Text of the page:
'People with rare conditions are just being forgotten by system'
Published 10/06/2014 | 02:30
WHEN Jordan Egan travels to Leinster House today to deliver a petition calling for equal rights for patients with rare medical conditions, it will not be an easy journey.
The 17-year-old will travel in the car with the seat fully reclined because of ongoing chronic pain. Afterwards, it will take Jordan days to recover from the severe fatigue the ordeal will inflict on her young body.
Jordan has a rare genetic disorder called Ehlos Danlos Syndrome (EDS) which affects the collagen in the body and means that joints are much more mobile than in other people.
She is currently tube-fed, unable to stand upright for more than a few minutes at a time and suffers from a constant headache.
But she never complains.
The gruelling trip to Leinster House is a price the determined young teenager from Rathcrogue, Co Carlow, is willing to pay in order to have her voice heard.
Her ordeal began when, as a bright, bubbly 15-year-old, Jordan had a simple fall in the back garden during a soccer match with her brother and cousin, triggering an injury that to her would prove to be far more serious than it should have been.
Before this, it was not known that she had EDS – and that her mother, sister and three brothers had a milder variation.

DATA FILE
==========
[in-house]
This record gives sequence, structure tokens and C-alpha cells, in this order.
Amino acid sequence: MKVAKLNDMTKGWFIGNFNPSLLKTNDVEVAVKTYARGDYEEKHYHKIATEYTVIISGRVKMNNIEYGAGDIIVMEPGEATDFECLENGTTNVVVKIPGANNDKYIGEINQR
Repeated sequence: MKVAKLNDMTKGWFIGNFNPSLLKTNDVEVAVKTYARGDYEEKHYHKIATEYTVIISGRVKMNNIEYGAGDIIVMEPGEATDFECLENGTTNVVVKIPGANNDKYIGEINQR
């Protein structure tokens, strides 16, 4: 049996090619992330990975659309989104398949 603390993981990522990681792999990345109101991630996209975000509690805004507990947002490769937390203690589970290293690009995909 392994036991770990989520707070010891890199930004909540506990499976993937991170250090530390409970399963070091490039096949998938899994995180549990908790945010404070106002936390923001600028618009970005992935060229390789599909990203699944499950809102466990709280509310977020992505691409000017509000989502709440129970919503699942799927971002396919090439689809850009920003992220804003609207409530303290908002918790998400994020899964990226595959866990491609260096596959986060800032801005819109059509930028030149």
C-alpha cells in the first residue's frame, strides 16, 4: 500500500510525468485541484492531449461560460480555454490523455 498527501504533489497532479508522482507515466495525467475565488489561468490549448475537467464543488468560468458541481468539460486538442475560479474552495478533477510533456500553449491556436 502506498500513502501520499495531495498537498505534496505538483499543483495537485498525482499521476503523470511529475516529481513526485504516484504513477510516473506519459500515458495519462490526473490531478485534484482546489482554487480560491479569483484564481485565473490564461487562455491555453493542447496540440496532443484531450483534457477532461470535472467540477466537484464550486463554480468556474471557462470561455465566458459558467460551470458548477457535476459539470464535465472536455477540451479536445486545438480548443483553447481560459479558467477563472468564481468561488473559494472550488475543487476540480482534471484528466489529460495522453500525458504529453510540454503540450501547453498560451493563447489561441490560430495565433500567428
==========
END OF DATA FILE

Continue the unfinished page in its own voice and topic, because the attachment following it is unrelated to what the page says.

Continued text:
It meant that in the fall, Jordan's neck bent back more severely, injuring the nerves.
The courageous teenager now has Autonomic dysfunction, secondary to EDS – which means that her breathing, heart rate, blood pressure regulation and digestion are not functioning normally.
She has been unable to attend school for the past year but still hopes to sit her Leaving Cert next year.
"She's the most amazing person I know," said her mother, Karen Egan, who appeared with her daughter on the 'Miriam Meets' radio programme last summer, when they released a song, 'Easy For An Angel', which went to number eight in the Irish download charts.
They had hoped to raise enough money to send Jordan to London for treatment.
There are no consultants in Ireland who are trained to treat EDS and doctors here tell her there is nothing they can do for her. "If she presents at A&E, doctors say they can do nothing except observe her," said Karen.
However, Jordan – who is fiercely interested in current affairs – has found out that she is entitled to treatment under EU law, which states that patients with rare diseases should get the proper advice and ongoing medical treatment. But Ireland is in breach of regulations.
Today at Leinster House she will meet a delegation, including Ministers Brendan Howlin and Kathleen Lynch, to hand over a petition of more than 6,500 names to demand equal rights for people with rare medical disorders.
"There are huge inequalities in the system and people with rare conditions are just being forgotten," said Karen.
"Jordan's system is being impacted more and more day by day – we need to get a handle on this and get her proper treatment," her mother said.
"It's a really unenviable situation to be in. The last thing anyone with a sick child wants to be told by a doctor is that there is nothing they can do – or that we probably know more about the condition than they do," she added.